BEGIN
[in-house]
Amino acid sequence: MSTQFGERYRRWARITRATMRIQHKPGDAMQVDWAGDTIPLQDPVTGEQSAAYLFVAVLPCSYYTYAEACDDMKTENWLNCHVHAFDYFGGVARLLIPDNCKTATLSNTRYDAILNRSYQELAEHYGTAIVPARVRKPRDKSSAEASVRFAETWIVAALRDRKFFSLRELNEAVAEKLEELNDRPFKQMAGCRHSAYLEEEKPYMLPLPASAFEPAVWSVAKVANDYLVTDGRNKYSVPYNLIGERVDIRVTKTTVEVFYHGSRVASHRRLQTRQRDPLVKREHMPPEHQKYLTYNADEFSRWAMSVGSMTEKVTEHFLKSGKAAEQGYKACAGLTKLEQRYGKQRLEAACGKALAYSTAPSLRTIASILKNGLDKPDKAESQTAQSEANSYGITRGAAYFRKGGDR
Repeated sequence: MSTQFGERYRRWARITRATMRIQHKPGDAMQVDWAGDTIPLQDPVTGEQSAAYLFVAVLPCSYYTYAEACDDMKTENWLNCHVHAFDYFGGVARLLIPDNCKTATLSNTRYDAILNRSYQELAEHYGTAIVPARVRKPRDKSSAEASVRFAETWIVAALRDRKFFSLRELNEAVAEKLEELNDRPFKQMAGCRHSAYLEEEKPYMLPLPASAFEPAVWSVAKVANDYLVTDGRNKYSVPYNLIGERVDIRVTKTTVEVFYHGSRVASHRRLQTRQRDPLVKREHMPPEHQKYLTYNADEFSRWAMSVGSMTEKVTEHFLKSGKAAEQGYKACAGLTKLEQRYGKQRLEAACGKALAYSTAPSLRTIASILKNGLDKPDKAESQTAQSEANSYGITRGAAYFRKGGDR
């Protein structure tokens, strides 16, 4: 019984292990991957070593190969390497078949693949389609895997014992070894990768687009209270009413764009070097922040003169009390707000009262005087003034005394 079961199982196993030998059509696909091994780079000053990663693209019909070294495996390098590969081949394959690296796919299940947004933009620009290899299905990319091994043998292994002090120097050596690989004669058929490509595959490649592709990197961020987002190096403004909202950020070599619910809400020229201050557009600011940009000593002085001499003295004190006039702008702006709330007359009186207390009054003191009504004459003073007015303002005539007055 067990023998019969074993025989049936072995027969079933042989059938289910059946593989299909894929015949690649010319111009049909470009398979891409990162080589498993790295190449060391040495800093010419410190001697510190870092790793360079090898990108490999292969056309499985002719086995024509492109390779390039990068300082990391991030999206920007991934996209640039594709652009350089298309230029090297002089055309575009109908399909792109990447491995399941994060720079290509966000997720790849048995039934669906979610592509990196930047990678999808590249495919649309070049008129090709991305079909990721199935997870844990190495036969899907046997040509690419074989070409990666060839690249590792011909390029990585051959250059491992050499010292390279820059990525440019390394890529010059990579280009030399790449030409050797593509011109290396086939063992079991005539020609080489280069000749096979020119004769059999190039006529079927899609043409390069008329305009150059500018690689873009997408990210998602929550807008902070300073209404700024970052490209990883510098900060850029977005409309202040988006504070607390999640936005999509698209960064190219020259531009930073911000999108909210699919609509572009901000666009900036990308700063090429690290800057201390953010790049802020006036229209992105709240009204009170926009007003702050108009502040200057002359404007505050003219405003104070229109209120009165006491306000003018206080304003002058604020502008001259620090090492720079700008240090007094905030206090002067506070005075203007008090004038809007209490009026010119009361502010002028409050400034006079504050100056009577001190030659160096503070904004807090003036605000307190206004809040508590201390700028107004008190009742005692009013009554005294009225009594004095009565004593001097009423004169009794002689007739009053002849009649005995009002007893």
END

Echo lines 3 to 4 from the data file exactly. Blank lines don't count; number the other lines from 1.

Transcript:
Repeated sequence: MSTQFGERYRRWARITRATMRIQHKPGDAMQVDWAGDTIPLQDPVTGEQSAAYLFVAVLPCSYYTYAEACDDMKTENWLNCHVHAFDYFGGVARLLIPDNCKTATLSNTRYDAILNRSYQELAEHYGTAIVPARVRKPRDKSSAEASVRFAETWIVAALRDRKFFSLRELNEAVAEKLEELNDRPFKQMAGCRHSAYLEEEKPYMLPLPASAFEPAVWSVAKVANDYLVTDGRNKYSVPYNLIGERVDIRVTKTTVEVFYHGSRVASHRRLQTRQRDPLVKREHMPPEHQKYLTYNADEFSRWAMSVGSMTEKVTEHFLKSGKAAEQGYKACAGLTKLEQRYGKQRLEAACGKALAYSTAPSLRTIASILKNGLDKPDKAESQTAQSEANSYGITRGAAYFRKGGDR
């Protein structure tokens, strides 16, 4: 019984292990991957070593190969390497078949693949389609895997014992070894990768687009209270009413764009070097922040003169009390707000009262005087003034005394 079961199982196993030998059509696909091994780079000053990663693209019909070294495996390098590969081949394959690296796919299940947004933009620009290899299905990319091994043998292994002090120097050596690989004669058929490509595959490649592709990197961020987002190096403004909202950020070599619910809400020229201050557009600011940009000593002085001499003295004190006039702008702006709330007359009186207390009054003191009504004459003073007015303002005539007055 067990023998019969074993025989049936072995027969079933042989059938289910059946593989299909894929015949690649010319111009049909470009398979891409990162080589498993790295190449060391040495800093010419410190001697510190870092790793360079090898990108490999292969056309499985002719086995024509492109390779390039990068300082990391991030999206920007991934996209640039594709652009350089298309230029090297002089055309575009109908399909792109990447491995399941994060720079290509966000997720790849048995039934669906979610592509990196930047990678999808590249495919649309070049008129090709991305079909990721199935997870844990190495036969899907046997040509690419074989070409990666060839690249590792011909390029990585051959250059491992050499010292390279820059990525440019390394890529010059990579280009030399790449030409050797593509011109290396086939063992079991005539020609080489280069000749096979020119004769059999190039006529079927899609043409390069008329305009150059500018690689873009997408990210998602929550807008902070300073209404700024970052490209990883510098900060850029977005409309202040988006504070607390999640936005999509698209960064190219020259531009930073911000999108909210699919609509572009901000666009900036990308700063090429690290800057201390953010790049802020006036229209992105709240009204009170926009007003702050108009502040200057002359404007505050003219405003104070229109209120009165006491306000003018206080304003002058604020502008001259620090090492720079700008240090007094905030206090002067506070005075203007008090004038809007209490009026010119009361502010002028409050400034006079504050100056009577001190030659160096503070904004807090003036605000307190206004809040508590201390700028107004008190009742005692009013009554005294009225009594004095009565004593001097009423004169009794002689007739009053002849009649005995009002007893």